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I found the film sucks. Looks like too many events are cobbled together without preparation. Characters that know each other for long time seems not to care for each other. It's low budget. The story can't work as is. We arrive in strange country , we don't know anyone or anything and it is crumbling fast. It seems revenge racism is at work but it is only thieves and thugs that are profiting. A bit like under Mobutu.
A great movie by Claire Denis with an inspired Isabelle Huppert
Its use of nonlinear narrative helps it's subtle power become more fully realized and enraged.
Female lead did fight really hard for what she wanted...
A thought-provoking political commentary in which Denis sets out to examine the white colonialist abuse and its consequences in a French-speaking African country, even if it doesn't feel so well finished, especially when it comes to Manuel's erratic (and puzzling) actions.
mezmerizing. hupert is superb. and some scenes.... are just hard to erase from memory.
Loosely based on the story of Doris Lessing's novel, "White Material" is without question, Clair Denis' most personal film yet.
Isabelle Huppert gives another in a string of amazing performances as a determined woman who married into a wealthy white French family who runs a highly profitable African coffee plant. It is clear that since her former Father-in-law has sunk into a sort of drunken retirement, it has been her blood, sweat and tears that has kept the plantation and mill working. Long divorced from her husband, she seems to have largely raised their clearly somehow damaged son and is now more involved with her ex-husband's new wife and child than she really cares to be --- all of the challenges of her daily life take a back seat when the family's coffee plantation is threatened by an African Civil War and racial conflict.
Denis does not hold your hand. Much is never clearly explained. Luckily she has Huppert who can convey more with a glance or slight movement than most actors can achieve with a page of dialogue. We come to understand that Huppert's "Maria" is fighting her own internal struggle with sympathy for the revolution going on around her, but she is determined to get one last last coffee season completed. It almost seems as if her determination is fueled by her frustrations with this family and its stupidity in the way it has handled relations with the African natives of the land.
When her confused son allows a controversial African "Hero" who stands in opposition to this current regime attempting revolution a hiding place in their sprawling cave of a home -- challenges take on a far more dangerous level of risk -- not just for the family business but for the family itself.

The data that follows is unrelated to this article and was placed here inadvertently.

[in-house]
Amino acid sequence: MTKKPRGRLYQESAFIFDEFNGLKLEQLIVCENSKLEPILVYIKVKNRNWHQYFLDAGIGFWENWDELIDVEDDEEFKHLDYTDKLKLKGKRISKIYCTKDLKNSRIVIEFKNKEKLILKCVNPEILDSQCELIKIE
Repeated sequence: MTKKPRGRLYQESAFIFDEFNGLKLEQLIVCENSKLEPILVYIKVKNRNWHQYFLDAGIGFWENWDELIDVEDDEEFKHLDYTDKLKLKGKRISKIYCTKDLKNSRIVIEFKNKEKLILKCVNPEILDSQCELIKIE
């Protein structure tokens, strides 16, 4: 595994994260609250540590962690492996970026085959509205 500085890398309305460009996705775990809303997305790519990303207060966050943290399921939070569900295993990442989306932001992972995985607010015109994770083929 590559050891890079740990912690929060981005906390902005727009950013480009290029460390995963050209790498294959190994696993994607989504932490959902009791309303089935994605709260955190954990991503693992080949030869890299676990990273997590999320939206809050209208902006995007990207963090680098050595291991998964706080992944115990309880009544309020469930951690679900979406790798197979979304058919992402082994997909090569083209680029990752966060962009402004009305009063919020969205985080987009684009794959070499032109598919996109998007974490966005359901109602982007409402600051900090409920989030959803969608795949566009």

As the hate-fueled rebellion gains rage and vengeance, the family is placed under "house arrest" and no one is willing to help Maria save her crop.
The last quarter of this film is so very important that I hesitate to write much more. Suffice to say that Claire Denis uses this familial and simultaneous civil war as reminders of the depths of human cruelty can take in the form of "ideals" and "control" -- In the end our protagonist comes face to face with Evil Face of Racism and the result is as surprising as it is devastating.
Claire Denis may not offer much in the way of explanation as she really doesn't need to do, but she holds nothing back in this visceral and disturbingly violent film. This is a world where "race" is really not the true motivation. "Children" are no more valuable than the money and righteousness that power can provide. Weapons are in the wrong hands -- sometimes too small to even hold them. And "innocence" and "evil intent" are meaningless in a coup bent on power.
Like Maria, we are left struggling to understand the enormity of what has just happened and continues to happen. This is a blunt and brutal cerebral gut punch of a film.
Be warned: This film is quite violent. Not for the feint of heart. However, if you think you can handle it -- Claire Denis has a great deal to say here -- And Isabelle Huppert gives one of her strongest film performances of her already breath-taking career. Cinematic Masterpiece.
No one makes films like Claire Denis. Watching her work is like discovering cinema all over again -- baffling, beautiful, indescribable. Its hard to wrap one's head around a film like this because it is so different than what we normally see in movies. And not in a superficial way. This is narrative arthouse cinema, but the way Denis tells the tale, the way the editing functions, the implications of the images and the nuance of its style -- all are vastly revolutionary innovations for the artform.
I'm probably underrating this a bit, but I'm still trying to wrap my head around it.
The film was inspired by Doris Lessing's The Grass is Singing but the story was significantly reworked by Denis to incorporate contemporary events. The storyline is jagged because the film has been oddly edited by Denis for flashback effect; unfortunately the audience does not see the interrelationships that Denis expected us to see.
Definitely an IFC film which leaves you asking WHY oh WHY? Braquo's Nicolas Duvauchelle makes an appearance as the "sluggish" son who just went nuts. And Christopher Lambert speaks French. Is about it for me.